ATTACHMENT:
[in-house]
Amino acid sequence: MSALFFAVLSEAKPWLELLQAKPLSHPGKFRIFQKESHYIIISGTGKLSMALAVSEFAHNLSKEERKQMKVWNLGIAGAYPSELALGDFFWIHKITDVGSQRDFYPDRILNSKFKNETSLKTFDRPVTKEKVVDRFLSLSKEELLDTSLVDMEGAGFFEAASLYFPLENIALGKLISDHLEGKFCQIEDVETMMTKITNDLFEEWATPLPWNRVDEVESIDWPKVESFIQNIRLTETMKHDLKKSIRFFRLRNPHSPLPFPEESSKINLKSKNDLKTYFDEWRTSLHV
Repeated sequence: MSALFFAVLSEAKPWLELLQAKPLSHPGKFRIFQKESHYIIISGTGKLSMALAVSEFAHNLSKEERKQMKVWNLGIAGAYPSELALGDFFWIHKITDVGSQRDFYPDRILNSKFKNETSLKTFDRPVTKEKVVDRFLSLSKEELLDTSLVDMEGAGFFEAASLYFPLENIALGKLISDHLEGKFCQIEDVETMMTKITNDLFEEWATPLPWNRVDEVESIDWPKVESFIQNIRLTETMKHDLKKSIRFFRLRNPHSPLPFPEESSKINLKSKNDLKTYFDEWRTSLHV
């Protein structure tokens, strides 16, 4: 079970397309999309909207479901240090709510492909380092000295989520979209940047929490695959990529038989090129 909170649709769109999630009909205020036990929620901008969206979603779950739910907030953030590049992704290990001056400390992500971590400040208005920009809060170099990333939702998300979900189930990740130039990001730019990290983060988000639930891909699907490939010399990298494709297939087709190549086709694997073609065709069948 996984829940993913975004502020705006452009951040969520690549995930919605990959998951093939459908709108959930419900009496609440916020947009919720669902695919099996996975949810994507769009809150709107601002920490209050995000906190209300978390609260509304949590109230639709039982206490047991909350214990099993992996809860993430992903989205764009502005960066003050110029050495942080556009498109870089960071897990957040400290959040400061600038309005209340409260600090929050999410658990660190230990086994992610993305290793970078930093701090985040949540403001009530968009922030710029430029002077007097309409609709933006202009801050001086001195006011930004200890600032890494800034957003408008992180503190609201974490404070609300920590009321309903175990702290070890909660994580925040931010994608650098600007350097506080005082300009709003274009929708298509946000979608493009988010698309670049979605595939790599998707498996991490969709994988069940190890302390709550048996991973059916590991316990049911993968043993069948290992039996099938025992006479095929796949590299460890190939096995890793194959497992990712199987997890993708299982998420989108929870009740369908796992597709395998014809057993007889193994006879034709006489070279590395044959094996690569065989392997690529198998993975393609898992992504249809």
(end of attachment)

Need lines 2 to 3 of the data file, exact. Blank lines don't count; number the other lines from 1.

Amino acid sequence: MSALFFAVLSEAKPWLELLQAKPLSHPGKFRIFQKESHYIIISGTGKLSMALAVSEFAHNLSKEERKQMKVWNLGIAGAYPSELALGDFFWIHKITDVGSQRDFYPDRILNSKFKNETSLKTFDRPVTKEKVVDRFLSLSKEELLDTSLVDMEGAGFFEAASLYFPLENIALGKLISDHLEGKFCQIEDVETMMTKITNDLFEEWATPLPWNRVDEVESIDWPKVESFIQNIRLTETMKHDLKKSIRFFRLRNPHSPLPFPEESSKINLKSKNDLKTYFDEWRTSLHV
Repeated sequence: MSALFFAVLSEAKPWLELLQAKPLSHPGKFRIFQKESHYIIISGTGKLSMALAVSEFAHNLSKEERKQMKVWNLGIAGAYPSELALGDFFWIHKITDVGSQRDFYPDRILNSKFKNETSLKTFDRPVTKEKVVDRFLSLSKEELLDTSLVDMEGAGFFEAASLYFPLENIALGKLISDHLEGKFCQIEDVETMMTKITNDLFEEWATPLPWNRVDEVESIDWPKVESFIQNIRLTETMKHDLKKSIRFFRLRNPHSPLPFPEESSKINLKSKNDLKTYFDEWRTSLHV